Why Highlighting is a Waste of Time: The Best and Worst Learning Technique In a world as fast-changing and full of information as our own, every one of us — from schoolchildren to college students to working adults — needs to know how to learn well. Yet evidence suggests that most of us don’t use the learning techniques that science has proved most effective. Worse, research finds that learning strategies we do commonly employ, like rereading and highlighting, are among the least effective. (MORE: How to Use Technology to Make You Smarter) The scientific literature evaluating these techniques stretches back decades and across thousands of articles. It’s far too extensive and complex for the average parent, teacher or employer to sift through. The WorstHighlighting and underlining led the authors’ list of ineffective learning strategies. The BestIn contrast to familiar practices like highlighting and rereading, the learning strategies with the most evidence to support them aren’t well known outside the psych lab.
How Your Brain Decides Without You - Issue 19: Illusions Princeton’s Palmer Field, 1951. An autumn classic matching the unbeaten Tigers, with star tailback Dick Kazmaier—a gifted passer, runner, and punter who would capture a record number of votes to win the Heisman Trophy—against rival Dartmouth. Princeton prevailed over Big Green in the penalty-plagued game, but not without cost: Nearly a dozen players were injured, and Kazmaier himself sustained a broken nose and a concussion (yet still played a “token part”). It was a “rough game,” The New York Times described, somewhat mildly, “that led to some recrimination from both camps.” Each said the other played dirty. The game not only made the sports pages, it made the Journal of Abnormal and Social Psychology. In watching and interpreting the game footage, the students were behaving similarly to children shown the famous duck-rabbit illusion, pictured above. I ought not to have felt bad. Attention can “be thought of as what you allow your eyes to look at.” References 1. 2. 3. 4. 5. 6. 7. 8. 9.
Signs that you're a bad programmer - Software Engineering Tips Why was this written? Most of these faults were discovered the hard way by the author himself, either because he committed them himself or saw them in the work of others. This paper is not meant for grading programmers, it was intended to be read by programmers who trust their ability to judge when something is a sign of bad practice, and when it's a consequence of special circumstances. This paper was written to force its author to think, and published because he thinks you lot would probably get a kick out of it, too. 1. Inability to reason about code Reasoning about code means being able to follow the execution path ("running the program in your head") while knowing what the goal of the code is. Symptoms Remedies To get over this deficiency a programmer can practice by using the IDE's own debugger as an aide, if it has the ability to step through the code one line at a time. 2. Object Oriented Programming is an example of a language model, as is Functional or Declarative programming. 3. 4.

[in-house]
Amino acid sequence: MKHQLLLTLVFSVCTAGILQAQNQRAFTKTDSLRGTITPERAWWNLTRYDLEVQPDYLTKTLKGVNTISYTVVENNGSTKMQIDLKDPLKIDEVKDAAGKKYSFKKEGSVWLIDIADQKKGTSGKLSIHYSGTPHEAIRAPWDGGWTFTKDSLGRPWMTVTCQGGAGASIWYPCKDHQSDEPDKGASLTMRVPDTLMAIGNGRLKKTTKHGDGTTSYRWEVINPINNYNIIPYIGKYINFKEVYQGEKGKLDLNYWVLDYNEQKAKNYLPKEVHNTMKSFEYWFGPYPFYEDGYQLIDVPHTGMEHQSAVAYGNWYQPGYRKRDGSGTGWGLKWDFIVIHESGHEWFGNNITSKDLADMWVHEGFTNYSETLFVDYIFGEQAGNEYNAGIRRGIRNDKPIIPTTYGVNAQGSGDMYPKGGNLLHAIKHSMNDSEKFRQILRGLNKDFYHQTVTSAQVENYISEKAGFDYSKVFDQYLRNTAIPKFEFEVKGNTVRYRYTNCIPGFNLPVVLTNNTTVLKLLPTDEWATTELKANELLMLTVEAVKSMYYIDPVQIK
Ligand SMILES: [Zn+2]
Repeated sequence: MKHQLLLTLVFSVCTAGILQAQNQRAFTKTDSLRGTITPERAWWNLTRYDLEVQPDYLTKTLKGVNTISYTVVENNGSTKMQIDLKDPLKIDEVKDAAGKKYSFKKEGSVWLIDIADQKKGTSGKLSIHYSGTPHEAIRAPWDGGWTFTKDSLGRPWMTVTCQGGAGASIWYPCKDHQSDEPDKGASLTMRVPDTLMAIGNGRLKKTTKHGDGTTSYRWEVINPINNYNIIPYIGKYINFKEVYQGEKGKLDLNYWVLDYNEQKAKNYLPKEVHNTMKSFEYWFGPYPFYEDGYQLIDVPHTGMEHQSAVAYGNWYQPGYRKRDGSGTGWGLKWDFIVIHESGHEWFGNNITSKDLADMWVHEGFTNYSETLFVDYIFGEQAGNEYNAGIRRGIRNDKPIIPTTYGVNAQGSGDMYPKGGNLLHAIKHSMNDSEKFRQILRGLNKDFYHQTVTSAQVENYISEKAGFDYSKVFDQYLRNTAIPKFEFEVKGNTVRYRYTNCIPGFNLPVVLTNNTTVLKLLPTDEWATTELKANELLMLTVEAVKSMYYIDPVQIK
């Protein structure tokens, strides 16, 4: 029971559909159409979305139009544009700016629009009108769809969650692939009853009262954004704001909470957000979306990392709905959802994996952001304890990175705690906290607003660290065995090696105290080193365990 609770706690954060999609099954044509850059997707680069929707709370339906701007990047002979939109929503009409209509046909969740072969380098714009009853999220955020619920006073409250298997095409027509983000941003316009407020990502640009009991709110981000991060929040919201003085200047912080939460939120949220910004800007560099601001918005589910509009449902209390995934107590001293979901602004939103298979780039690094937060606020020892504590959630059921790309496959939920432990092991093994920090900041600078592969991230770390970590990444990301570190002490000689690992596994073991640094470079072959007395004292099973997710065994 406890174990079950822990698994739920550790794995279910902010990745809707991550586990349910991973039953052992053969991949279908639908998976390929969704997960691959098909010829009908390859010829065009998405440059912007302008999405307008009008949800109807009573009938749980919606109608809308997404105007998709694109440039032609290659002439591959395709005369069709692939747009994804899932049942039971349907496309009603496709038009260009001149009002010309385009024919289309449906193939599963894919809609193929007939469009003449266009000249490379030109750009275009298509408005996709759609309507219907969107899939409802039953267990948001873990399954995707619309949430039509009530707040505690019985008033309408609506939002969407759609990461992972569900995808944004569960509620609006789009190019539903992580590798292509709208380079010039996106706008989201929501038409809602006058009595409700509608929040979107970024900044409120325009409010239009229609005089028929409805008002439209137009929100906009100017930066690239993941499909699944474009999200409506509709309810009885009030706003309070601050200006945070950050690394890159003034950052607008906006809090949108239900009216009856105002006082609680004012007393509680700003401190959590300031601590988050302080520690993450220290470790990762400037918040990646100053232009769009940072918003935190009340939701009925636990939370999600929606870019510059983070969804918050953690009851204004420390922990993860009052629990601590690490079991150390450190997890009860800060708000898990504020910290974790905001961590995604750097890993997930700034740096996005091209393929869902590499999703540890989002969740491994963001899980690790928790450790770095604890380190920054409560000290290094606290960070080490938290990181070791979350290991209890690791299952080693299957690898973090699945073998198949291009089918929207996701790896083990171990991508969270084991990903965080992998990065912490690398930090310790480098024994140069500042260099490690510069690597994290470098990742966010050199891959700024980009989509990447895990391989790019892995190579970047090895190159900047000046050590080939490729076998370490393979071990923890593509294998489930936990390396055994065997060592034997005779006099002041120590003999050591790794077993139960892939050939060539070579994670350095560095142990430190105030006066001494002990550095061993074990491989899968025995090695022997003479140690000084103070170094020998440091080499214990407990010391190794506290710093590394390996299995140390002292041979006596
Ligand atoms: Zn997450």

21 Brilliant Productivity Tools Every College Student Must Use If you ask a college student about productivity, he won't have much to say. And you really can't blame him. He leads a dynamic life where academics and fun go hand in hand, with the latter becoming a more important activity most of the times. However, with the advent of internet and web 2.0, a college student now has access to so many amazing tools that he could finish up his work as well as enjoy life to the fullest without the guilt. Research and Taking Notes 1.Questia Questia is an excellent online research tool which features a huge web based library of magazines, books, journals, papers, articles and much more. Although you need to pay about $19.95 per month for its membership, you could save on books and magazines you buy if you subscribe to it. 2.Free Book Notes Free Book Notes, as the name suggests is a collection of free book notes, summaries, study guides and similar material aggregated from the internet. 3.Wikipedia 4.Notely 5.Evernote 6.Google Docs 7. 8.Noodletools Communication
35 Scientific Concepts That Will Help You Understand The World, by Aimee Groth In order to sharpen our reasoning skills, we must have a good grasp of our own cognitive biases, as well as the basic laws of the universe. But in a dynamic world, new laws are constantly emerging. The editors over at Edge.org asked some of the most influential thinkers in the world — including neuroscientists, physicists and mathematicians — what they believe are the most important scientific concepts of the modern era. The result is "This Will Make You Smarter: New Scientific Concepts To Improve Your Thinking," a compilation of nearly 200 essays exploring concepts such as the "shifting baseline syndrome" and a scientific view of "randomness." We've highlighted 35 of the concepts here, crediting the author whose essay highlights the theory. Cognitive humility Decades of cognitive research shows that "our minds are finite and far from noble. Cognitive load Our brains can only hold so much information at once. Constraint satisfaction Contingent superorganisms Copernican principle Cumulative error